We spent this last week end in a cabin in Vermont overlooking impossibly green mountains and a glistening lake below us. We were there to attend our niece's wedding, along with 69 other guests divided into 35 cabins. Idyllic as the surroundings were, I am sure most people didn’t arrive in an ecstatic frame of mind. Maybe some of them had a lingering work-related problem in their mind; were fighting a cold or recovering from a bad night’s sleep.
As for me--let me hasten to say-- I am a city person. A year ago we had rented a “cabin” at a country inn for a few days in the fall. You know, the kind that has a Jacuzzi tub, room service, neatly wrapped little chocolates on your pillow, plush quilts on the bed and gourmet meals at the central manor house. Well, they did call it a "cabin," after all. How was I to know that real cabins had hard, narrow beds; no heating or air-conditioning; rough, woolen blankets and a rickety plastic shower you shared with others? And besides, I associated the term “wedding” with crowded, tense events. Somehow, their orchestrated formality, while ensuring that no shred of messy spontaneity would interfere with the plans, took a toll on human elements like authentic connections and warmth.
But of course, as I came to find out, this was not this kind of wedding. What did it take to convert individual participants into a community of co-celebrants? I thought about it in the long ride home.
In the first place this was not a 4-hour event, but an entire, luxurious week-end of adventure, good conversation, fine food and celebration. More than this, in the course of the week-end guests increasingly shifted from spectators to participants. There were no expert “event planners” and other “wedding specialists” to organize every conceivable detail. The young couple – both natural scientists and outdoor enthusiasts—did not adhere to a ready-made protocol. They spent months of excitement and sheer joy in re-creating the experiences that brought them together, as an offering to their guests. For their wedding celebration, they had pieced together a microcosm of the life they treasured —3 days of immersion in nature, the beauty of the landscape, physical activities, friendships, simplicity and a perspective of reverence for the natural world.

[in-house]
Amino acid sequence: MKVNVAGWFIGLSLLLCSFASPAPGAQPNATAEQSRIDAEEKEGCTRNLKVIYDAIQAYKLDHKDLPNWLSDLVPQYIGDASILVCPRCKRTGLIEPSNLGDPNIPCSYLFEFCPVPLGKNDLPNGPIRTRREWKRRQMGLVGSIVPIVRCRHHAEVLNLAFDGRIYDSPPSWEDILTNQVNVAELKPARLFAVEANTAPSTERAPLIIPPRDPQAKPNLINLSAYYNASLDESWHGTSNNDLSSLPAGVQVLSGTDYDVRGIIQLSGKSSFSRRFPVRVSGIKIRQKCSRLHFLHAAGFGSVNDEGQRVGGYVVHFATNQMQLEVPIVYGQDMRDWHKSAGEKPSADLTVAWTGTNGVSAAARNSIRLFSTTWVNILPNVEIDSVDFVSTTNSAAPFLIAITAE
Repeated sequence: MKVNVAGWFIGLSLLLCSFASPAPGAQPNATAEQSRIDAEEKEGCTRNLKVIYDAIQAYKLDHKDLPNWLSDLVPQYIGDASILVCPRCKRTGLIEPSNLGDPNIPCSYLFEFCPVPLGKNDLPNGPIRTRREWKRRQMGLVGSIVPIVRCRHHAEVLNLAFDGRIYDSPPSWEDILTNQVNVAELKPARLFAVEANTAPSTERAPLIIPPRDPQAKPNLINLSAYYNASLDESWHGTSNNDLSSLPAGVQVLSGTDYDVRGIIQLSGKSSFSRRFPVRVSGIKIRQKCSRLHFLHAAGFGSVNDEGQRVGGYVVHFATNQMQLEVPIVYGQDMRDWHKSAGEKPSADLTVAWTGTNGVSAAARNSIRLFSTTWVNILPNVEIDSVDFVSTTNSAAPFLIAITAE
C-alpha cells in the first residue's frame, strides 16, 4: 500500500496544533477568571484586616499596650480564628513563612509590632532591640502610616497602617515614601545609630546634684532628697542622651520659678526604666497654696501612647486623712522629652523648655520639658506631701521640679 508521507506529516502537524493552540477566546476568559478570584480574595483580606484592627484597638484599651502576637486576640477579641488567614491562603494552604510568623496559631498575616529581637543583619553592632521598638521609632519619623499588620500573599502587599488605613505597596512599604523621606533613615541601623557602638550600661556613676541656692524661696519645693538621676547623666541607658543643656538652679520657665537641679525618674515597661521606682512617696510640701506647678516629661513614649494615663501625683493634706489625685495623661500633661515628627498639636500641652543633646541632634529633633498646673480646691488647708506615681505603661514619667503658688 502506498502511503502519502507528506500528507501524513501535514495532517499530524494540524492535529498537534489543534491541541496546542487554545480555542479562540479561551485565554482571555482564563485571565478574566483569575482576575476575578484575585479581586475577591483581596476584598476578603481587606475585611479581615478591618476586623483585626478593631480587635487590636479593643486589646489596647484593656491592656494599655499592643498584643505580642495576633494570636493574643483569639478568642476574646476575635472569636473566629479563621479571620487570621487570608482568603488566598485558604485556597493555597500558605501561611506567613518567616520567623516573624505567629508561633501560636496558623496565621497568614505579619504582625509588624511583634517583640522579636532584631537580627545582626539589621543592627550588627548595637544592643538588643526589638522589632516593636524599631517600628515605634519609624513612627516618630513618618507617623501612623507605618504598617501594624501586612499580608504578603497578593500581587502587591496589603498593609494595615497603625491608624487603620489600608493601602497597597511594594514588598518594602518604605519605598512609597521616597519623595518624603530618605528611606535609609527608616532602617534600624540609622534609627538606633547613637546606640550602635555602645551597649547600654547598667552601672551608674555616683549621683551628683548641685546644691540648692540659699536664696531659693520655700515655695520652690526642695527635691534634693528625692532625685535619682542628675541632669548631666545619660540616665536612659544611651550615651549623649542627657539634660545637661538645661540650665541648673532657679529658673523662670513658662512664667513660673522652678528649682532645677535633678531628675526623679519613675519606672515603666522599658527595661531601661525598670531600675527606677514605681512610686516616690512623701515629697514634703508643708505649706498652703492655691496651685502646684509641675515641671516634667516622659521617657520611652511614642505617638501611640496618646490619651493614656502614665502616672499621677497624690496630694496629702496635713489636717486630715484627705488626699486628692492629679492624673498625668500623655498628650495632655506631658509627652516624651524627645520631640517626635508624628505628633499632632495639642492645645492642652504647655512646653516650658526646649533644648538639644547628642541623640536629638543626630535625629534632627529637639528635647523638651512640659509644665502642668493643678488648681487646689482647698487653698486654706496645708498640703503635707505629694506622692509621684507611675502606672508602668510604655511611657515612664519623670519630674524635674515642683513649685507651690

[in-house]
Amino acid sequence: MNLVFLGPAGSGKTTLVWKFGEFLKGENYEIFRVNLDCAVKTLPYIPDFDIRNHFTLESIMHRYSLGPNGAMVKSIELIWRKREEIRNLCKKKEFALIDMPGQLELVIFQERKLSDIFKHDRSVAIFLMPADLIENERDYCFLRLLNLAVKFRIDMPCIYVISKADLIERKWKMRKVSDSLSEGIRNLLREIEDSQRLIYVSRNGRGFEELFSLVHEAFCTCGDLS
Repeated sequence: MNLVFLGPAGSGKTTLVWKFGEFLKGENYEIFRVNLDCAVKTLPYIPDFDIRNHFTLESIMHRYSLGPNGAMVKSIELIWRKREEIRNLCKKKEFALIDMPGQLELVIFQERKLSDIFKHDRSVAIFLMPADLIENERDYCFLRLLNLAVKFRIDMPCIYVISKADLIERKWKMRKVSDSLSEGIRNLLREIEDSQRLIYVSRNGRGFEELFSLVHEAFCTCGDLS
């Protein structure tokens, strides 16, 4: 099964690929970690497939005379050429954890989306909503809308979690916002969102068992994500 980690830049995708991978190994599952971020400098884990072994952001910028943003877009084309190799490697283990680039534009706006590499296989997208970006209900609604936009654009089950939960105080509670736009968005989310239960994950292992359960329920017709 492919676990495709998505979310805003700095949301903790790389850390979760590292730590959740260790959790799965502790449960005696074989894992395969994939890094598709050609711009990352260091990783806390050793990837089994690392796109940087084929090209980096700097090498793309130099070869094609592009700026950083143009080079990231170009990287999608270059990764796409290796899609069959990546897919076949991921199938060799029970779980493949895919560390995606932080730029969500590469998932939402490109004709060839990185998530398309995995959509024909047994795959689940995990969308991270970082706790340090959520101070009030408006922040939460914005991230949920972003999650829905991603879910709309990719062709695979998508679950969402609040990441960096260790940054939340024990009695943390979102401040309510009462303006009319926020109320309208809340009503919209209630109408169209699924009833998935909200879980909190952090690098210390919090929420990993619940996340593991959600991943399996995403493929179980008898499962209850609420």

After a while, people naturally peeled off in different directions—hiking, swimming, socializing or reading a book on their front porches-- in groups or as individuals. One could suddenly strike a deep conversation with a relative, new acquaintance or old friend; play with a baby; or join a group of strangers on a hike.
No florists and extravagant flower arrangements! My sister-in-law simply asked willing neighbors to bring fresh flowers from their own gardens. On the day of the ceremony all the neighbors’ flowers were piled on a table in the little patio behind the building which suddenly became overcome with an explosion of color, texture and fragrance. Volunteers sorted flowers into bouquets and placed them in vases they distributed among the tables. Others set up the chairs on the lawn for the wedding ceremony and still others decorated the reception hall or set tables. Listening to the banter and laughter all around, it occurred to me that there were no longer strangers or relatives with "baggage" among the guests. In fact, there were no longer “guests” and “hosts” but a community of shared celebration and care for the young couple. When the father of the bride asked us to support the newlyweds in their new journey, you knew that the thunderous promised from this community came from the heart.
If we looked at the workplace in human terms rather than a set of rules and products; and at customers/members on the basis of relationships rather than transactions, we could see parallels in how people become engaged and disconnected pieces acquire fresh value and meaning as inter-dependent pieces of a community of shared purpose.
A while ago, a client association with serious attrition problems finally agreed that they had to dramatically improve their relationship with members. To my astonishment, the only way they could even conceive of improvement was in terms of refinements and increased frequency of their formal, canned “communications” with members. I realized that in the eyes of many associations the minute people are termed “members,” the laws of natural human interaction appear to be suspended. Staff simply do not know how to increase their understanding of and intimacy with members as whole human beings. The entire organization is wired to sell memberships and programs; push prepared “messages” and information and promote its value.
What would happen if you genuinely committed to members' success, invited them to participate in shaping the solutions that mattered to them, engaged them in meaningful and purposeful communities and connected with them without a script or sales agenda?